How To Care For Your Knitwear

HOW TO CARE FOR YOUR KNITWEAR


When investing in high quality knitwear crafted from natural fibres, some gentle after-care goes a long way in ensuring it’s longevity. Following our simple guide to caring for your knitwear will help you get the most out of your Lee Mathews pieces.  

1. NEVER HANG, ALWAYS FOLD

Avoid the weave of your knit from stretching out by folding in your wardrobe rather than hanging on a coat hanger – this will ensure your knit piece stays in shape year after year.


2. INVEST IN A DE-PILLING TOOL

Knitwear crafted from natural fibres like wool and cashmere may naturally pill with wear - pilling is not a sign of poor quality but rather the opposite; the more natural and soft the fibre the more likely it is to ball. To keep your knit looking brand new, a de-pilling tool like a cashmere comb or even a high quality, clean razor will do the job and remove any pilling that has occurred.


3. RESIST THE DRYER

As durable as wool is, it should never be put in a dryer. This may cause friction or damage within the fibre and result in shrinkage or an out-of-shape sweater. To dry, roll your knit in a clean town to absorb excess moisture, carefully unroll and then leave flat to dry in the shade. Never wring your knitwear.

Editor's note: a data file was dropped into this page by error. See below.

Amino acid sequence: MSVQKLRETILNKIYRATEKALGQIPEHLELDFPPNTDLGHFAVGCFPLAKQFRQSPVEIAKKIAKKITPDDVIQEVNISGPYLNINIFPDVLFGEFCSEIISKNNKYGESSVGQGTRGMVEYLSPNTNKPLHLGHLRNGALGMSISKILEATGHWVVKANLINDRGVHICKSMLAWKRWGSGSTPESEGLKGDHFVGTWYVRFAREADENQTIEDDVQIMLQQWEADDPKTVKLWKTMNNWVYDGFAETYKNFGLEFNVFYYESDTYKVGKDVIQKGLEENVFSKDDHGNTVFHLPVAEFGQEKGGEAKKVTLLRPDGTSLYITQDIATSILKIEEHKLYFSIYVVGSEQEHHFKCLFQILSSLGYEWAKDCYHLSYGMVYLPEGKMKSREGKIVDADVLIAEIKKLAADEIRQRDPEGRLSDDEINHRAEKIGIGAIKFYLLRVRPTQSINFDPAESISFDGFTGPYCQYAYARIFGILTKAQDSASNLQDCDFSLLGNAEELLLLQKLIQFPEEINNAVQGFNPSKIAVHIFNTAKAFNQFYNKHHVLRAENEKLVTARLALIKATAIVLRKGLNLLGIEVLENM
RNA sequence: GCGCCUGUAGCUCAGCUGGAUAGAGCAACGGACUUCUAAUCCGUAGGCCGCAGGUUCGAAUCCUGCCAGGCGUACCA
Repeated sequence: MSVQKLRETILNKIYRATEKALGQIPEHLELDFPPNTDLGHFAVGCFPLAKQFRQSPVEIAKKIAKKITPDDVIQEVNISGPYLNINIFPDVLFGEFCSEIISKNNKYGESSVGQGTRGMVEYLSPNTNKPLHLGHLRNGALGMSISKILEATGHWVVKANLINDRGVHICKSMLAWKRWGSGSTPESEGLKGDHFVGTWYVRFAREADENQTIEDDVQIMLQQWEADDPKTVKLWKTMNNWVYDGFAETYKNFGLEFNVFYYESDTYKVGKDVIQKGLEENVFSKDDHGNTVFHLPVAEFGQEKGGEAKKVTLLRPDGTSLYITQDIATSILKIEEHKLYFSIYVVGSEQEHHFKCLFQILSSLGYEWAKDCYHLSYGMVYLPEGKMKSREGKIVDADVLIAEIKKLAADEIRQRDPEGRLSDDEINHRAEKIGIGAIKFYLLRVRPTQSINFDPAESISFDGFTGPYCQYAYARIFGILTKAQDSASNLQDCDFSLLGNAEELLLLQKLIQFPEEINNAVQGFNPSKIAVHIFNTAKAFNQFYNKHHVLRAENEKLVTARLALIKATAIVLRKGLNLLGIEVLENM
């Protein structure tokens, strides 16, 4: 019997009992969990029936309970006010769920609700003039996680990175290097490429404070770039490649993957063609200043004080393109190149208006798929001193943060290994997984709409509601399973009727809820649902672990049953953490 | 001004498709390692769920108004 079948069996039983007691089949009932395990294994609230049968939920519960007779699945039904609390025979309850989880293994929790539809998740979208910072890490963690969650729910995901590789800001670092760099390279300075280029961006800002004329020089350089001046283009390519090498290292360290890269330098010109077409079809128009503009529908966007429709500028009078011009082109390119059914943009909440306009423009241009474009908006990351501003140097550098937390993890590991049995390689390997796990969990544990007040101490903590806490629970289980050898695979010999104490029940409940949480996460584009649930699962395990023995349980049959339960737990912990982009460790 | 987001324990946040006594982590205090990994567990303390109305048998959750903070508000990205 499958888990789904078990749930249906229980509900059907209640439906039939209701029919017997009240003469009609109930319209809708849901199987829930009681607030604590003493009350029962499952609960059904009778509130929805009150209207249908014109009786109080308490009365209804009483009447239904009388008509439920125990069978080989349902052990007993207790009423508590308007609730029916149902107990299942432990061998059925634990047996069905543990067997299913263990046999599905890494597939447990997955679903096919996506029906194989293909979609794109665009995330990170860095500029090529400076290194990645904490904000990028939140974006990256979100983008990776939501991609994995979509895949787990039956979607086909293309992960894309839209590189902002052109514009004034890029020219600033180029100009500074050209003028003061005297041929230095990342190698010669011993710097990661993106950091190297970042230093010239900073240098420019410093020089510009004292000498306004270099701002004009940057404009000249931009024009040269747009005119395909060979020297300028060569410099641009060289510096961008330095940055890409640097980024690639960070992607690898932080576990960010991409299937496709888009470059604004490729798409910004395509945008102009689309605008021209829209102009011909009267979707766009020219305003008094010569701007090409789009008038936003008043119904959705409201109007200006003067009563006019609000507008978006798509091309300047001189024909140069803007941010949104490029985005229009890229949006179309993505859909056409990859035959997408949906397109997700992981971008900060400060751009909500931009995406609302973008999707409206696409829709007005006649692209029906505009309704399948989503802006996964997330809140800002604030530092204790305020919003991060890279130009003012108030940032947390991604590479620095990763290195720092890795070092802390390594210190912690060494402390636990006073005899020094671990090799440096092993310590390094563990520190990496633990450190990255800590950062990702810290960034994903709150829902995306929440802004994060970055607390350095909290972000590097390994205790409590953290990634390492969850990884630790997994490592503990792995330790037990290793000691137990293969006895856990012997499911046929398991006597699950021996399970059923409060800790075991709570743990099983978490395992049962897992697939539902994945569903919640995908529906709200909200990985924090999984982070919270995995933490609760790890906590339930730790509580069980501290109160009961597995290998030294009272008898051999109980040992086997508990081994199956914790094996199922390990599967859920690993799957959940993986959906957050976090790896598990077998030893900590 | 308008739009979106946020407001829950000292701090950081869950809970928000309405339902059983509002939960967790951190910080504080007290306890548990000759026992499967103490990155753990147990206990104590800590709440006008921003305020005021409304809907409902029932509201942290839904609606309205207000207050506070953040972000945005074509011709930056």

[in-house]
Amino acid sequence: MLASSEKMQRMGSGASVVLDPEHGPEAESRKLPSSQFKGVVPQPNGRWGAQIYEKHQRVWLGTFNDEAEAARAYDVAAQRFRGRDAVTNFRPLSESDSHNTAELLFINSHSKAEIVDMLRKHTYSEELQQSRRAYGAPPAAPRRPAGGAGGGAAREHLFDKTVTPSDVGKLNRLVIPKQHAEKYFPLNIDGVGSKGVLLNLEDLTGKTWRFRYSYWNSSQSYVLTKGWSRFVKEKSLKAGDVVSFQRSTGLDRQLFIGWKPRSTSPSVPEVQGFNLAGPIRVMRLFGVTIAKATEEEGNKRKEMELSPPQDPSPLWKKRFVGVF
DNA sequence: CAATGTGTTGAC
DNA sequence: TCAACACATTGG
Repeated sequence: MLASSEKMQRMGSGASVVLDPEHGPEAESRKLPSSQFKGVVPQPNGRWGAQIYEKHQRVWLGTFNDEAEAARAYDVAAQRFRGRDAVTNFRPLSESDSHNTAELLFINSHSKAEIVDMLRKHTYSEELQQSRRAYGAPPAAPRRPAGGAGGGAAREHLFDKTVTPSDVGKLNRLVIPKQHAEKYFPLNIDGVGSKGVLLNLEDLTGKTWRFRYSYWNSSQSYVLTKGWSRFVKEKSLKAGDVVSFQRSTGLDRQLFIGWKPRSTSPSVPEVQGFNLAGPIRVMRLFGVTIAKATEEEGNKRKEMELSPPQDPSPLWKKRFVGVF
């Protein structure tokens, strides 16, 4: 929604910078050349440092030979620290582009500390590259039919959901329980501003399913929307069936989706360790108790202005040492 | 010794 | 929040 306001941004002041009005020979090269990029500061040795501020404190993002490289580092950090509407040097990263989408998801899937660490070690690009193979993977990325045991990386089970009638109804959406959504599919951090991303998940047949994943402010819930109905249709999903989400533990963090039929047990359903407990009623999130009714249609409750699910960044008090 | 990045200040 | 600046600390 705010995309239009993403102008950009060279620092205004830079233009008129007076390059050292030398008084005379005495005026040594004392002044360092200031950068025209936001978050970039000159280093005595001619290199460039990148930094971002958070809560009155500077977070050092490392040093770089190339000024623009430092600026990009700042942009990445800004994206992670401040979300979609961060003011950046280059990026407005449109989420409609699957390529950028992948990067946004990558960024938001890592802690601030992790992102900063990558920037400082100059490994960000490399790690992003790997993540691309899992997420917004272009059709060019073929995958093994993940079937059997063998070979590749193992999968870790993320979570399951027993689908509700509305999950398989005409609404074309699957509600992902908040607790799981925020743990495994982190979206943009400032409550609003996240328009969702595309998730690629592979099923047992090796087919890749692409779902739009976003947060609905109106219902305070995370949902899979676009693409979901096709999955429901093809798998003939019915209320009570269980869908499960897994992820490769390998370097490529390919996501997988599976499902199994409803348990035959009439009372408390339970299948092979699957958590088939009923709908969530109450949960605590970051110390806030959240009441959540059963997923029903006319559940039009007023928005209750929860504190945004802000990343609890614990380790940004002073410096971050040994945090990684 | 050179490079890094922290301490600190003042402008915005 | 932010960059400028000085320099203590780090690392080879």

4. AVOID EXCESSIVE WASHING

The less you wash your knits, the better. Wool is naturally thermoregulating, hypoallergenic and contains a natural protective layer which prevents stains from being absorbed, which helps lengthen the time between washes. If you do need to wash your Lee Mathews knit, we recommend hand-washing (however always check the garment care instructions) or spot clean stains if you can. Be sure to avoid harsh detergents and opt for an eco-friendly or delicate wool detergent instead. 


5. EMBRACE DIY

As much as we try to avoid it, snagging your knits on jewellery or other objects can happen and threads may pull on your garment. If this happens, it can be mended easily by pulling the yarn to the back of the garment using a crotchet hook and securing it in a knot. If a hole has formed due to a more serious snag, rather than cutting the thread (which will create a larger hole) you can learn to mend it yourself at home with a process called darning. Otherwise, our team is always here to help at online@leemathews.com.au.


SHOP KNITWEAR EDIT

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